Will Capita and Serco suffer from G4S's travails?
The successful start to London's Olympics has distracted the public's attention away from the role played -- but perhaps not played to gold medal standard -- by security firm G4S (LSE: GFS). The army had to be called in after the company failed to provide enough security staff, and G4S's CEO Nick Buckles was publically roasted by a committee of MPs.
The shares lost 15% and have yet to recover. The company dropped plans to bid for the 2014 football World Cup in Brazil and the next Olympics, and the chairman has expressed fears it could lose out on more UK public sector contracts.
But here's some support from an unusual quarter. "I can understand why G4S is newsworthy, but frankly the amount of high-quality projects that have delivered what was promised outnumbers the instances where something hasn't gone as well as it should." That was Paul Pindar, CEO of rival outsourcer Capita (LSE: CPI), speaking to The Times. "G4S is a fine company which has made a slip up in one area." he told the FT.
You might expect a competitor to revel in G4S's difficulties. Something strange is going on. What it reveals, I think, is the fear that the scandal will reduce the public sector's appetite for outsourcing, and so damage all participants.
Those fears could be well founded. Within days, Surrey Police had pulled out of an outsourcing contract, while Bedfordshire, Cambridgeshire and Hertfordshire police were reconsidering a planned IT and HR outsourcing project. Labour leader Ed Miliband called for tougher procurement rules. Now the Royal United Services Institute has cited the Olympics debacle in arguing that the Ministry of Defence should scrap plans to outsource its £14bn annual procurement programme.
So what are the prospects for the sector, and especially its three FTSE 100 (UKX) players G4S, Capita and Serco (LSE: SRP)?
If you hold any of these, you're in good company. Invesco Perpetual's Neil Woodford has all three in his income funds. Now if there was an Olympics for fund managers, he would be a gold medallist. There's more about his holdings, and things you can learn from his investment style, in this free report from the Motley Fool: "8 Shares Held By Britain's Super Investor". It's free and you can get it downloaded to your inbox immediately by clicking here.
One thing boosting the sector -- at least before the Olympics debacle -- is that the UK is going through the biggest boom in outsourcing since Margaret Thatcher's day, driven by austerity spending cuts.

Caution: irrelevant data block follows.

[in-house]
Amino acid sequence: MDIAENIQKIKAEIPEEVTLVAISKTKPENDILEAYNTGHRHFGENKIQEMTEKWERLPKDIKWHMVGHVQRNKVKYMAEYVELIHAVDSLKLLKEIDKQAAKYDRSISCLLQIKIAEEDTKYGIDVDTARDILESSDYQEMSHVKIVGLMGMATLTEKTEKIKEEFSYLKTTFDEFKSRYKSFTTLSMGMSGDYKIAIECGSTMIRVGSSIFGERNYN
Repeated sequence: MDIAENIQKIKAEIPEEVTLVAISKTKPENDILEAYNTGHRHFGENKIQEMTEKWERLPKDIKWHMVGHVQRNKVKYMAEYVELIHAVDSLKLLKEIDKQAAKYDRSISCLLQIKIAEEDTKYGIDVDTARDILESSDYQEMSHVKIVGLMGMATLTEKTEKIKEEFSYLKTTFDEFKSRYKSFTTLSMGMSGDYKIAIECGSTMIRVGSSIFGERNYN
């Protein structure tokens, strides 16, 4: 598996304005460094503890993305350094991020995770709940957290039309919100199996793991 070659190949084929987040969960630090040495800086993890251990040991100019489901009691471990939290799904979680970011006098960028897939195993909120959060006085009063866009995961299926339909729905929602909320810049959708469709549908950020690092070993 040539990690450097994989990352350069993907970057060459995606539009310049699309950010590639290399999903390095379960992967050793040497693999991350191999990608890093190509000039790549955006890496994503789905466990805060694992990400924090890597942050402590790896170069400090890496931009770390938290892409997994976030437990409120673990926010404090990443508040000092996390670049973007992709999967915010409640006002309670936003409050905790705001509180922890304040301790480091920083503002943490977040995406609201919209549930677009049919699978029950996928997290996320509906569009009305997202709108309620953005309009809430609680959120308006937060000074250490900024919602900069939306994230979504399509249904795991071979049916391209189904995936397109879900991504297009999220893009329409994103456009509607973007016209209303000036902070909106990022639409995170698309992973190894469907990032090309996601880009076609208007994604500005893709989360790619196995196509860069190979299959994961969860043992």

Mr Woodford is the second largest shareholder in G4S, and has come out strongly in support of Nick Buckles. That no doubt owes much to the fact that the share price has doubled during his tenure, with the company growing to be number one globally in security and Europe's largest employer.
But it also suggests that Mr Woodford fears what will happen if Nick Buckles is given the push. Losing future business may be already priced into G4S's shares, but the cost of being leaderless until a new CEO is found may not be. With a new chairman and no obvious internal candidate, it could be a lengthy interregnum.
Meanwhile, Capita has enjoyed a string of contract wins since raising £290m in April to fund acquisitions -- its main engine of growth. Its business process outsourcing focus makes it less vulnerable to the kind of high-profile embarrassments that G4S is prone to. But with a heavy bias towards the UK public sector, you can understand the CEO's fear of public sentiment souring towards outsourcing.
The shares are a good play on the current outsourcing trend. But it can't last forever, so the company faces a challenge to increase its private sector business. The shares aren't ones to tuck away and forget.
Serco has a more colourful spectrum of contracts, including a new joint venture with the Ministry of Defence to maintain nuclear warheads: let's hope that doesn't suffer an Olympics-style meltdown! It's has an international business, with 44% of revenues from overseas including 17% in North America. Moves into Asia give it scope for growth.
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All are expensive, trading on price-to-earnings (P/E) ratios well above the FTSE 100's (UKX) average of 10.1.
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> Tony does not own any shares mentioned in this article.